Several agencies are accelerating the development of information technology systems and programs that could support the war on terrorism
Several agencies are accelerating the development of information technology systems and programs that could support the war on terrorism through better information sharing and management.
For example, the FBI's lead role in investigating the Sept. 11 terrorist attacks has placed the bureau's modernization program, Trilogy, at the top of the priority list. Trilogy will upgrade the FBI's information infrastructure, providing the basis for future technology enhancements.
The program will give FBI employees high-speed network connections, easier access to investigative information from across the department, and software for organizing and analyzing information.
Shortly after Sept. 11, the Trilogy program office re.ceived an undisclosed sum of money to accelerate the development of Trilogy. Now, the FBI plans to have the system operational by December 2002, said Mark Tanner, the FBI's information resources manager.
A State Department system that would help federal employees share more information more easily was already on a fast track, but recent events have given the system new prominence within the department, said Fernando Burbano, State's chief information officer.
The Overseas Presence Collaboration Zone Knowledge Management System will bring together almost 40 agencies with overseas staff onto a single network so employees can share information in real time.
The system, developed in response to the 1998 bombings of U.S. embassies in Kenya and Tanzania, groups users into communities of interest, such as trade, human rights, and law and drug enforcement. But Tom Ridge, director of the Office of Homeland Security, is especially interested in the crisis coordination grouping and is looking to the system as a possible solution for overall homeland security information sharing needs, Burbano said.
State officials plan to complete a system prototype this month and start a pilot program shortly afterward with more than 2,400 employees from different agencies located in Mexico, India and the United States, Burbano said.
The Bush administration's effort to reprioritize the development of these systems is crucial because it allows agencies to highlight systems that do not have to compete with other information systems during the funding process, said Chip Mather, senior vice president of Acquisition Solutions Inc. But agencies should be careful not to move too quickly in developing systems for homeland security, he added.
"There's the right amount of time it takes to do something, and throwing lots of people and money at a project to make it go faster isn't always the answer," Mather said.
Other federal systems that may not be as high profile but that can also support the homeland security effort should get more attention as well, said Doug Naquin, deputy CIO at the CIA.
Since Sept. 11, CIA and FBI officials have talked many times about how they can use existing technology to work more closely together, Naquin said. And they have made more progress on IT collaboration projects at the agency in the last few weeks than there had been the previous two years.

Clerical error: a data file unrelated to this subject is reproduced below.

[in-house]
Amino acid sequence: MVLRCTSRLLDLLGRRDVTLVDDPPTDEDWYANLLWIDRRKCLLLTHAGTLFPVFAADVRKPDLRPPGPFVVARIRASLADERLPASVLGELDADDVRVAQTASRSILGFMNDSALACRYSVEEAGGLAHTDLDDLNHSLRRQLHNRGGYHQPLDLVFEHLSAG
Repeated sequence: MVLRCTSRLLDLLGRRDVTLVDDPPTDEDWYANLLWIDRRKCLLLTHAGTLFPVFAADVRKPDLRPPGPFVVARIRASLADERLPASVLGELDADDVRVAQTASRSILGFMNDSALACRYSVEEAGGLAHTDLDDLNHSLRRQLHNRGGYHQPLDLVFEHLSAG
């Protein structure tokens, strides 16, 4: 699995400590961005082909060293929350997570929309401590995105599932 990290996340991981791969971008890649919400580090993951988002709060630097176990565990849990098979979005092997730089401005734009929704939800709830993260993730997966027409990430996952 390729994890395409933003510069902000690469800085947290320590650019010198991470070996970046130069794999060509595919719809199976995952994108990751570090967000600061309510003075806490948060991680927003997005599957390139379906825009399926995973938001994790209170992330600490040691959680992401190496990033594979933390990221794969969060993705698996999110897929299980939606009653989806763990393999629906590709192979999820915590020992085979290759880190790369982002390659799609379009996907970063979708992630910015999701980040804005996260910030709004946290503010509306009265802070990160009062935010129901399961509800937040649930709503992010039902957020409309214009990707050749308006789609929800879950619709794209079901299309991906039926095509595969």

The Secret Service is also pushing ahead with projects started before Sept. 11, especially in the information security arena, said Stephen Colo, the agency's deputy assistant director and CIO.
The agency had been "dabbling" in biometrics for some time, but now the Secret Service is "very interested" and is looking for solutions from all areas of industry, Colo said.
The Secret Service is also the lead for the Treasury Department's public-key infrastructure program, using digital signatures on smart cards to provide cyber and physical authentication and authorization. The program is now getting even more attention, and officials are pushing for solutions because PKI is the security foundation upon which all applications must be built, Colo said.
Such systems include the Customs Service's Automated Commercial Environment, which will improve the agency's ability to track imports. The system is part of Customs' $1.3 billion modernization program. After Sept. 11, Customs officials sped up parts of the modernization, said Harry Sundberg, the project executive for the lead contractor, IBM Global Services.
Sundberg said services such as identifying contraband and potential threats would be "more to the forefront."
Customs officials could not be reached for comment.
Some key IT programs that agencies have begun to develop faster to support homeland security efforts:
* Trilogy. The FBI's modernization program will upgrade the agency's entire information infrastructure, including the network, desktop hardware and software, and applications.
* Automated Commercial Environment. This Web-based system, designed to track imports, will make it easier for the Customs Service to find certain patterns in import activities that may indicate criminal activity.
* Overseas Presence Collaboration Zone Knowledge Management System. Led by the State Department, this program will provide a collaborative network so that the almost 40 agencies with overseas officers can share information.
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